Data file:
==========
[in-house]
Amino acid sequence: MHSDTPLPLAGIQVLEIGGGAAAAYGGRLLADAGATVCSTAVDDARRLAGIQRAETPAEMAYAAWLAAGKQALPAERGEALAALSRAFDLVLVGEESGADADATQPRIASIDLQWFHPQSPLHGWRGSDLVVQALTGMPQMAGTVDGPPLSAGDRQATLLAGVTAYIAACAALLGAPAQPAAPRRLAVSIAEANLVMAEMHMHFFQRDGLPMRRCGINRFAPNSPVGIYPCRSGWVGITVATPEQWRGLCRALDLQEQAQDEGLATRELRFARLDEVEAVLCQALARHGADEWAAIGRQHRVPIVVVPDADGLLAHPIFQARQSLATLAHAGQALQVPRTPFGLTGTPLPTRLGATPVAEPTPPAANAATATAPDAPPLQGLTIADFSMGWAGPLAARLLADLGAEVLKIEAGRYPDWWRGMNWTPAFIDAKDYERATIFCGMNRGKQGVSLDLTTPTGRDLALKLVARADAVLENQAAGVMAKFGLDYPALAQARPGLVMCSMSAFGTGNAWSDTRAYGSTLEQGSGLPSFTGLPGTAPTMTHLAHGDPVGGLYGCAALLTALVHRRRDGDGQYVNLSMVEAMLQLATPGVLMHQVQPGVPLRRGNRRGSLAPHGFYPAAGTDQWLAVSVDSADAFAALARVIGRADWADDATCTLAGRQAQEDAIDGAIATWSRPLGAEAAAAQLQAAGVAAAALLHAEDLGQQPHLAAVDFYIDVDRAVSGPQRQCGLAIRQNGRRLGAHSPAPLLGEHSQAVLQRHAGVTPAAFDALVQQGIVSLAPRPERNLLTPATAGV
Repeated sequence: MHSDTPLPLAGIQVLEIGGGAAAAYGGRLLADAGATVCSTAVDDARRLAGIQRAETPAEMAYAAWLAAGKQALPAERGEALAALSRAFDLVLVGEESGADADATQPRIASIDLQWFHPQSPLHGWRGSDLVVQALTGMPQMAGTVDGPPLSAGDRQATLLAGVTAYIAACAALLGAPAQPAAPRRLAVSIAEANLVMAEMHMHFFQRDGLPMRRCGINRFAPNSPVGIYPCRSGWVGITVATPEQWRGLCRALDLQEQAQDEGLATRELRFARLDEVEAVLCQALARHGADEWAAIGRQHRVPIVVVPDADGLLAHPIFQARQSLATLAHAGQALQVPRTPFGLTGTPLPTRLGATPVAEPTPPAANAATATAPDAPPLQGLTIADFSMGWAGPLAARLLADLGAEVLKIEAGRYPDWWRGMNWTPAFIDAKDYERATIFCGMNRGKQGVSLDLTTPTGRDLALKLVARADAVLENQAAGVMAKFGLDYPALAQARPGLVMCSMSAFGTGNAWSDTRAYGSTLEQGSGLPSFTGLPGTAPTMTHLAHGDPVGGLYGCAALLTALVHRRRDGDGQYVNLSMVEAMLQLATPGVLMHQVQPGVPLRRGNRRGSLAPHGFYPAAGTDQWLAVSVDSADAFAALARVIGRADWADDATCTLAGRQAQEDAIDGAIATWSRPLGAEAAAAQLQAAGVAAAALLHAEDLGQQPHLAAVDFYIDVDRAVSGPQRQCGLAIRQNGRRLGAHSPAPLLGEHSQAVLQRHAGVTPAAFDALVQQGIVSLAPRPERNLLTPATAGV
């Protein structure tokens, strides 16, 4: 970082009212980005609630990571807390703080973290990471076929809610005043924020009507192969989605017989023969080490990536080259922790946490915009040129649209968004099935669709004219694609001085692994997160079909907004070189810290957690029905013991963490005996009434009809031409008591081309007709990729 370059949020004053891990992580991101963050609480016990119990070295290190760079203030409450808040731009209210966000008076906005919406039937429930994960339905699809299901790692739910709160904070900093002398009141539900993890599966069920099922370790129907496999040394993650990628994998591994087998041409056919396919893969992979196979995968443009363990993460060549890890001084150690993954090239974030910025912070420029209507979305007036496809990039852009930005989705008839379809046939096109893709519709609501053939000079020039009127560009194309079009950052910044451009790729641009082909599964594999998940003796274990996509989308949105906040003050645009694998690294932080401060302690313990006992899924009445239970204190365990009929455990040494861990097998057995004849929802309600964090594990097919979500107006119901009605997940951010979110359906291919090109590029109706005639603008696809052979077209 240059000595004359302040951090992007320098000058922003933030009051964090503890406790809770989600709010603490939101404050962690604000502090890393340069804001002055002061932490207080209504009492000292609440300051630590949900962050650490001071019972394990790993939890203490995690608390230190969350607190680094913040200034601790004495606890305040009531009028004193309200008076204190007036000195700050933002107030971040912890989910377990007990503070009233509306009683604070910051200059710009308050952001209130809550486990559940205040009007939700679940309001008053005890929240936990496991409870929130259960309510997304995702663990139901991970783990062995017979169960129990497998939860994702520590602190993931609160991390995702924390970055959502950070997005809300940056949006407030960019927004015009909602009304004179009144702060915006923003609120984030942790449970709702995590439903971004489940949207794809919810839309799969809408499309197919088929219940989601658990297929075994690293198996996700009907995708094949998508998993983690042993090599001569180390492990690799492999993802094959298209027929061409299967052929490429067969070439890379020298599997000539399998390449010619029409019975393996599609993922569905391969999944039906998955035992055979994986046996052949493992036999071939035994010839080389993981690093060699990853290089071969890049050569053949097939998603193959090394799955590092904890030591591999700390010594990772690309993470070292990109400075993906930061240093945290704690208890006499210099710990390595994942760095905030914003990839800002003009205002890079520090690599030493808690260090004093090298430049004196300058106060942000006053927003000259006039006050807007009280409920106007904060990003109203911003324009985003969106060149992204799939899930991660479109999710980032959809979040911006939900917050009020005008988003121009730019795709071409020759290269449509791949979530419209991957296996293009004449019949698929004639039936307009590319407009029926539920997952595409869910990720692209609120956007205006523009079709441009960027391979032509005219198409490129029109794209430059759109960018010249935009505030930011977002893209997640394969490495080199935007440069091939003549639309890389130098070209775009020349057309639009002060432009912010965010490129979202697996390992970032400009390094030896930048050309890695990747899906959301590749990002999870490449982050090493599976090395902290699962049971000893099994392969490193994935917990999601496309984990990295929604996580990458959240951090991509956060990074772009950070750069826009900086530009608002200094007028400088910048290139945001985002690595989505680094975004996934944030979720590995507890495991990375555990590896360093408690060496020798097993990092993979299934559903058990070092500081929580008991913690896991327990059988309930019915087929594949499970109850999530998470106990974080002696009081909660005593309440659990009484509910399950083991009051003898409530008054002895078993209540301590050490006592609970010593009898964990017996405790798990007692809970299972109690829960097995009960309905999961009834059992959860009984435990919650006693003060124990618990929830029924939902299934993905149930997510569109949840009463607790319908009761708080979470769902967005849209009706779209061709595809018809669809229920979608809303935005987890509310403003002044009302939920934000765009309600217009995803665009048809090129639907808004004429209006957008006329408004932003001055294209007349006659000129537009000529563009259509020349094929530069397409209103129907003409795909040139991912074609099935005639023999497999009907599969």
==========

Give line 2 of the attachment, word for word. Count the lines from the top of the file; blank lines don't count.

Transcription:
Amino acid sequence: MHSDTPLPLAGIQVLEIGGGAAAAYGGRLLADAGATVCSTAVDDARRLAGIQRAETPAEMAYAAWLAAGKQALPAERGEALAALSRAFDLVLVGEESGADADATQPRIASIDLQWFHPQSPLHGWRGSDLVVQALTGMPQMAGTVDGPPLSAGDRQATLLAGVTAYIAACAALLGAPAQPAAPRRLAVSIAEANLVMAEMHMHFFQRDGLPMRRCGINRFAPNSPVGIYPCRSGWVGITVATPEQWRGLCRALDLQEQAQDEGLATRELRFARLDEVEAVLCQALARHGADEWAAIGRQHRVPIVVVPDADGLLAHPIFQARQSLATLAHAGQALQVPRTPFGLTGTPLPTRLGATPVAEPTPPAANAATATAPDAPPLQGLTIADFSMGWAGPLAARLLADLGAEVLKIEAGRYPDWWRGMNWTPAFIDAKDYERATIFCGMNRGKQGVSLDLTTPTGRDLALKLVARADAVLENQAAGVMAKFGLDYPALAQARPGLVMCSMSAFGTGNAWSDTRAYGSTLEQGSGLPSFTGLPGTAPTMTHLAHGDPVGGLYGCAALLTALVHRRRDGDGQYVNLSMVEAMLQLATPGVLMHQVQPGVPLRRGNRRGSLAPHGFYPAAGTDQWLAVSVDSADAFAALARVIGRADWADDATCTLAGRQAQEDAIDGAIATWSRPLGAEAAAAQLQAAGVAAAALLHAEDLGQQPHLAAVDFYIDVDRAVSGPQRQCGLAIRQNGRRLGAHSPAPLLGEHSQAVLQRHAGVTPAAFDALVQQGIVSLAPRPERNLLTPATAGV